Andreas: What the U.S. has called a success has actually turned into failure. Twenty years ago, thanks to so-called success in combating smuggling into the country from south Florida and the Caribbean, the cocaine trade moved west to Mexico thanks to the U.S.'s interdiction. It was fabulous for Mexican traffickers because it has actually [made the drug trade] more difficult to control.
Reuter: I don't think the U.S. really has much of a role in this. In terms of policy, the long history of U.S. meddling in Mexico and the Mexicans' intense nationalism on that issue means that the U.S. can do very little in Mexico itself.
Bonner: [One of the most successful tactics in Colombia] was the use of extradition to the United States: Mexico is doing that. The only thing that the cartel leadership truly fears is extradition to the United States and prosecution here. It gave tremendous leverage to Colombia. Use of extradition started in earnest under Vicente Fox, but the pace has been increased under Calderon.
Vanda Felbab-Brown (Foreign Policy Fellow, Brookings Institution): The U.S.'s greatest failure, of course, has been [our] inability to conduct immigration reform, which is something that's incredibly important politically not only in the U.S. but for the Mexican government as well.
What are the most effective policy or enforcement countermeasures available to the U.S.?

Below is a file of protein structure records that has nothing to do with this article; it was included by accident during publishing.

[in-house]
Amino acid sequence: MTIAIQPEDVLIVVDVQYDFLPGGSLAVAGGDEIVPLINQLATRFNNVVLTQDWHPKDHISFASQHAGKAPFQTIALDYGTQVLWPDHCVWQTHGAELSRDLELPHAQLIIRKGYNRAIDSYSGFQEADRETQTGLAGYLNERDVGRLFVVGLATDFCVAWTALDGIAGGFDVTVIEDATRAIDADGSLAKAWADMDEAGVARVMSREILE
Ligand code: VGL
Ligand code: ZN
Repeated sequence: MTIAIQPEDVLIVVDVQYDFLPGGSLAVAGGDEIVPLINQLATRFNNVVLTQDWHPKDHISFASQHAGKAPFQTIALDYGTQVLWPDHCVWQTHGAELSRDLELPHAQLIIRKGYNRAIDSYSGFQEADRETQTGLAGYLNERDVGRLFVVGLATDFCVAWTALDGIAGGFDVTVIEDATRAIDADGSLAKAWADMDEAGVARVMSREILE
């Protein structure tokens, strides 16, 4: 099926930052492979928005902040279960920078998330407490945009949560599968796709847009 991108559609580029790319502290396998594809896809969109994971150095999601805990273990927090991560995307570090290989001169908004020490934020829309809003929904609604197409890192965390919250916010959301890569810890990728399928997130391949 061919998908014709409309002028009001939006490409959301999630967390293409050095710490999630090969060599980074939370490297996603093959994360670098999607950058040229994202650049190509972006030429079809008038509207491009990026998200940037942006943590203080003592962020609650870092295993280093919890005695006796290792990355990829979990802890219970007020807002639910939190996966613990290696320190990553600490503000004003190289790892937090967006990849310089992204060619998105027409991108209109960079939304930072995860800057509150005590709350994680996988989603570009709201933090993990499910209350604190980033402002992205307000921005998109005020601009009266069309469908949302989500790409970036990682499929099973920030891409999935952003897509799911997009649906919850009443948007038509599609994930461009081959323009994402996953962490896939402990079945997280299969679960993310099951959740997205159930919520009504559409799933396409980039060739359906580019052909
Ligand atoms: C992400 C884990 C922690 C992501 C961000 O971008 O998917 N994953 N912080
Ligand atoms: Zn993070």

Bonner: As we learned in Colombia, identifying the assets of the major traffickers in Mexico and seizing, freezing, and forfeiting their assets is incredibly important to weakening them and bringing them down.
Felbab-Brown: I'm skeptical that focusing on money laundering can be very effective. It's excruciatingly difficult to do, and of all the tools available to law enforcement it's one of the least efficacious programs. We capture something on the order of 2 to 5 percent of flows, and it would take a lot of effort just to get to 10 percent.
Selee: [We need to] do something about what happens on the U.S. side of the border, which is the demand for narcotics and the billions that American consumers spend on narcotics. This includes controlling the flow of arms.
Reuter: I am really struck by the lack of suggestions as to what the Mexican government should do other than just give up. I don't have any good ideas, and nobody else does, either.
What will be the effects on the Mexican drug trade if California legalizes marijuana?
Andreas: Marijuana's potential tax revenue has been overstated.
Bonner: I hope it doesn't pass: it would be a real slap in the face for Mexico. Almost 30,000 people have died in drug-related homicides [since 2006]. Some of those have been police and military who have been fighting the drug traffickers there.
Selee: The biggest effect of passing prop 19 would be to generate a serious debate over drug policy for the first time in many years in this country. I can't see prop 19 creating the conditions for a... market in which marijuana is not controlled by organized crime.
Felbab-Brown: In one outcome, cartels' market [for marijuana] would be threatened and so they would try to move into other illegal markets as they are doing already. The fight over the heroin, cocaine, and methamphetamine markets would intensify and lead to even greater escalations of violence.